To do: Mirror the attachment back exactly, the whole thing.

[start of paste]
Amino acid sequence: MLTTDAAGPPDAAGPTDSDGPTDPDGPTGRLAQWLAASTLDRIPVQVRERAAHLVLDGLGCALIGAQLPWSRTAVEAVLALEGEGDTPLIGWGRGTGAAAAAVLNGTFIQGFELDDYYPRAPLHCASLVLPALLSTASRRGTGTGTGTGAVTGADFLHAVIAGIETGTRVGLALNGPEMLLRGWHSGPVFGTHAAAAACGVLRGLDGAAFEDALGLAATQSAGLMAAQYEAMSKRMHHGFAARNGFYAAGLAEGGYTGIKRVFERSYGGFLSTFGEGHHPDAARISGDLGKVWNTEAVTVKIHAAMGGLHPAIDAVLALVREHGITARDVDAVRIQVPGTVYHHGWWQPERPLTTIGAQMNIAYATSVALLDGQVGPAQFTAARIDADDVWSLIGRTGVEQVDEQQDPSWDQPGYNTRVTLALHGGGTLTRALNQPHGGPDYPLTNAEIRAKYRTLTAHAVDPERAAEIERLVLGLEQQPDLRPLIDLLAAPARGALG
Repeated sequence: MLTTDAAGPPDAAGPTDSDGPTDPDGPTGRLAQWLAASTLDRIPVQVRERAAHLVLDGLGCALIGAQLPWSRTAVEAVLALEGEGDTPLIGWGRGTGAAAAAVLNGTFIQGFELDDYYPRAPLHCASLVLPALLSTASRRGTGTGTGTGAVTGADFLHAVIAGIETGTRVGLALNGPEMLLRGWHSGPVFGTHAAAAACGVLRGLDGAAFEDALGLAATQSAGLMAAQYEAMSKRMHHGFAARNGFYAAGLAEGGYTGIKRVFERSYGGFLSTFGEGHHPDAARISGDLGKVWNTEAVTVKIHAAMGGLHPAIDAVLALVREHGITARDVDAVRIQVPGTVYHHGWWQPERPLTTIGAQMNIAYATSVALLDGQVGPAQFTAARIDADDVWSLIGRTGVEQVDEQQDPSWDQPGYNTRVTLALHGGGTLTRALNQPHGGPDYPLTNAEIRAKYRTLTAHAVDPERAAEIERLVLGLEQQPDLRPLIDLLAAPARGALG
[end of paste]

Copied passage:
Amino acid sequence: MLTTDAAGPPDAAGPTDSDGPTDPDGPTGRLAQWLAASTLDRIPVQVRERAAHLVLDGLGCALIGAQLPWSRTAVEAVLALEGEGDTPLIGWGRGTGAAAAAVLNGTFIQGFELDDYYPRAPLHCASLVLPALLSTASRRGTGTGTGTGAVTGADFLHAVIAGIETGTRVGLALNGPEMLLRGWHSGPVFGTHAAAAACGVLRGLDGAAFEDALGLAATQSAGLMAAQYEAMSKRMHHGFAARNGFYAAGLAEGGYTGIKRVFERSYGGFLSTFGEGHHPDAARISGDLGKVWNTEAVTVKIHAAMGGLHPAIDAVLALVREHGITARDVDAVRIQVPGTVYHHGWWQPERPLTTIGAQMNIAYATSVALLDGQVGPAQFTAARIDADDVWSLIGRTGVEQVDEQQDPSWDQPGYNTRVTLALHGGGTLTRALNQPHGGPDYPLTNAEIRAKYRTLTAHAVDPERAAEIERLVLGLEQQPDLRPLIDLLAAPARGALG
Repeated sequence: MLTTDAAGPPDAAGPTDSDGPTDPDGPTGRLAQWLAASTLDRIPVQVRERAAHLVLDGLGCALIGAQLPWSRTAVEAVLALEGEGDTPLIGWGRGTGAAAAAVLNGTFIQGFELDDYYPRAPLHCASLVLPALLSTASRRGTGTGTGTGAVTGADFLHAVIAGIETGTRVGLALNGPEMLLRGWHSGPVFGTHAAAAACGVLRGLDGAAFEDALGLAATQSAGLMAAQYEAMSKRMHHGFAARNGFYAAGLAEGGYTGIKRVFERSYGGFLSTFGEGHHPDAARISGDLGKVWNTEAVTVKIHAAMGGLHPAIDAVLALVREHGITARDVDAVRIQVPGTVYHHGWWQPERPLTTIGAQMNIAYATSVALLDGQVGPAQFTAARIDADDVWSLIGRTGVEQVDEQQDPSWDQPGYNTRVTLALHGGGTLTRALNQPHGGPDYPLTNAEIRAKYRTLTAHAVDPERAAEIERLVLGLEQQPDLRPLIDLLAAPARGALG